Spikes in brain activity: There is a spike in brain activity just before death and this may be the cause of heightened sensory perceptions and the vividness of the NDE.
Reaction to anesthetics: For instance, the anesthetic ketamine can trigger out-of-body experiences and hallucinations.
How Does Psychology Explain NDE?
Personality Traits: Not everyone who enters a near-death state has a NDE to report.
Studies have revealed that people who have had an NDE differ in some ways from those who didn’t. The NDE people are more prone to hallucinations, fantasy, mystical experiences, and have a greater receptivity to hypnosis. They are also more prone to dissociation—losing track of time and self. (A common example of dissociation is when you are driving, but your mind is elsewhere, and suddenly you realize many miles have been traveled, but you are not aware of driving them.)
Memory tricks: Memories are not like a movie that exists in our brain that we can play back. Memories are fragmented, with bits stored in different areas of the brain. Sometimes when all the bits don’t fit together, we add in some “facts” so that the story will make sense.
Self-fulfilling prophecy: Certain aspects of an NDE—the tunnel, the white light, the life review, sensing God, etc.—are widely known. People know what is supposed to happen, so that is what happens. Or, perhaps they report these things even if it was not actually part of their own experience. They will “remember” them when they try to reconstruct their memory of their NDE.
Interestingly, some of the reports of the life-review are odd. They do not always include significant events; sometimes there are just random unimportant memories.
Fear: An NDE can be experienced by a person who is not physically at risk of dying. It is induced by the fear of dying—merely thinking that one is about to die.
Is NDE a Good Thing?
Bio-medical researchers, neuroscientists, and psychologists have adequately explained the occurrence of NDE. There is no need for a mystical explanation.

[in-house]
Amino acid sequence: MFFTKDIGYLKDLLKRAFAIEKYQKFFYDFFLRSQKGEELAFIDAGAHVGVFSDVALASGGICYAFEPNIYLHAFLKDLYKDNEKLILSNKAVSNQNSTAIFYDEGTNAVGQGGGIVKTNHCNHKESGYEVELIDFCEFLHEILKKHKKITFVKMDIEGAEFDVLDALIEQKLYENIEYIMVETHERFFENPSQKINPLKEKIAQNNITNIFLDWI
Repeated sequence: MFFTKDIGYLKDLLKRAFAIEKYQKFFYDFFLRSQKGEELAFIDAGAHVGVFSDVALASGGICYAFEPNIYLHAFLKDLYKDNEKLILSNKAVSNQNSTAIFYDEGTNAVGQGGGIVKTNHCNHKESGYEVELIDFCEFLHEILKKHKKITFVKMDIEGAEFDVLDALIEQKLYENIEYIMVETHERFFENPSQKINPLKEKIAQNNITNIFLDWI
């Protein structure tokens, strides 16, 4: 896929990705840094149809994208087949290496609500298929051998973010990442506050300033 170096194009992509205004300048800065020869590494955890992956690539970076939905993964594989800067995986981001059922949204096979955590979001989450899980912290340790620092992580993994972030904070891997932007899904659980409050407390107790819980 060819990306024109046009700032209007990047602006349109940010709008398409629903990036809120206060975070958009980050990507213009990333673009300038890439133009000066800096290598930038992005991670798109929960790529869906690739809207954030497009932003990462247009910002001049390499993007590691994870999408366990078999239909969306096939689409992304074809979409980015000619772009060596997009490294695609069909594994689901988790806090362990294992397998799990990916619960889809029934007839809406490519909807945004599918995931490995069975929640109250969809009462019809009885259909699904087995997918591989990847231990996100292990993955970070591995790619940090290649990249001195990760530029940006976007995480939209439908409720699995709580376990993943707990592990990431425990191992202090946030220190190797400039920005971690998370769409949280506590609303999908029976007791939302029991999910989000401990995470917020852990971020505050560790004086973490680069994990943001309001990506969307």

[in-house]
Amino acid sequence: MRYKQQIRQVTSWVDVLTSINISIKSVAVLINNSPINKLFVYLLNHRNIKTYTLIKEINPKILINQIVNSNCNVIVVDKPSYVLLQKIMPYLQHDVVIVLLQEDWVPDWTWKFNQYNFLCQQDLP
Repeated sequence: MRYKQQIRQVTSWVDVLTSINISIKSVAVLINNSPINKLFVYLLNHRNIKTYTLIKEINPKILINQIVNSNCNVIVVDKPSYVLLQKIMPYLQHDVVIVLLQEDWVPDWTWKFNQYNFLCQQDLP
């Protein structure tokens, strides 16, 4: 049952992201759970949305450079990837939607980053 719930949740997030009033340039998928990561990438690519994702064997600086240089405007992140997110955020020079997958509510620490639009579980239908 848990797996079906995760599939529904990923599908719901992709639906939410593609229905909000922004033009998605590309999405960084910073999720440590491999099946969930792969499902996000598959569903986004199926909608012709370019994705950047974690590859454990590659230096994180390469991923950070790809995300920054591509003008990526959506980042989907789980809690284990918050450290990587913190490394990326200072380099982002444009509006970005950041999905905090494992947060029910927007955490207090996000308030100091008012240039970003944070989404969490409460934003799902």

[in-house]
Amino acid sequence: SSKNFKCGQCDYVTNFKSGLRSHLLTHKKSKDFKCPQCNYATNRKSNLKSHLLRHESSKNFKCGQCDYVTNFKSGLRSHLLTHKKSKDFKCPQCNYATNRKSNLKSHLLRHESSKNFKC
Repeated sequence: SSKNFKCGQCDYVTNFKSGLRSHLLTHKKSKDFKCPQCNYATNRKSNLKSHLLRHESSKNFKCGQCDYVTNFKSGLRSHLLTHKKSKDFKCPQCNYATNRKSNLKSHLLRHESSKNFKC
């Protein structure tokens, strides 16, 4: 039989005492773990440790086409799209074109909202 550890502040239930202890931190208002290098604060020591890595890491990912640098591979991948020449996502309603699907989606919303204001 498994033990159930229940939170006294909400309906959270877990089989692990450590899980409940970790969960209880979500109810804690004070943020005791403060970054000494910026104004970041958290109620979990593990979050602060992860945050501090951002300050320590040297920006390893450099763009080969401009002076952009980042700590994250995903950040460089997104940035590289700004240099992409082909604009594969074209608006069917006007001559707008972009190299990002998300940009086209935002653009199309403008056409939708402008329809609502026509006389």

Nonetheless, I am happy that NDE exists. It suggests that our final experience in life, our death, can be a very peaceful and beautiful moment.
Please take this poll.
Have you ever had a NDE?
Questions & Answers
- Helpful 1
- Helpful 2
Can two people hallucinate the same thing at the same time?
I don't think two people can have the same hallucination at the same time. "Mind Meld" is something that only happens in movies.
That being said, it is possible for two people to REPORT having the same hallucination. They probably influence each other after the event as they discuss what they experienced. This can even happen to a whole crowd of people.
Let's say there is a very close lightning strike which induces the hallucination(s). As I stated in the article about NDE's, people see what they expect to see, so the visions might be similar. For instance, both people might say that they saw heaven. Person A says, "Did you see angels? Person B then agrees that he saw angels, and adds to the story. Person A then agrees to these other details. These two people are not lying; they both believe they are telling the truth. People are very susceptible to suggestion. That is why scientific studies must be designed very carefully to eliminate any possibility of influence which researchers call bias.
Of course, it is also possible that they are lying. Perhaps Person B agrees with Person A because he thinks that it is the polite thing to do. Perhaps Person A is a dominant person, and Person B is submissive. Or perhaps the two are concluding in a hoax.
© 2016 Catherine Giordano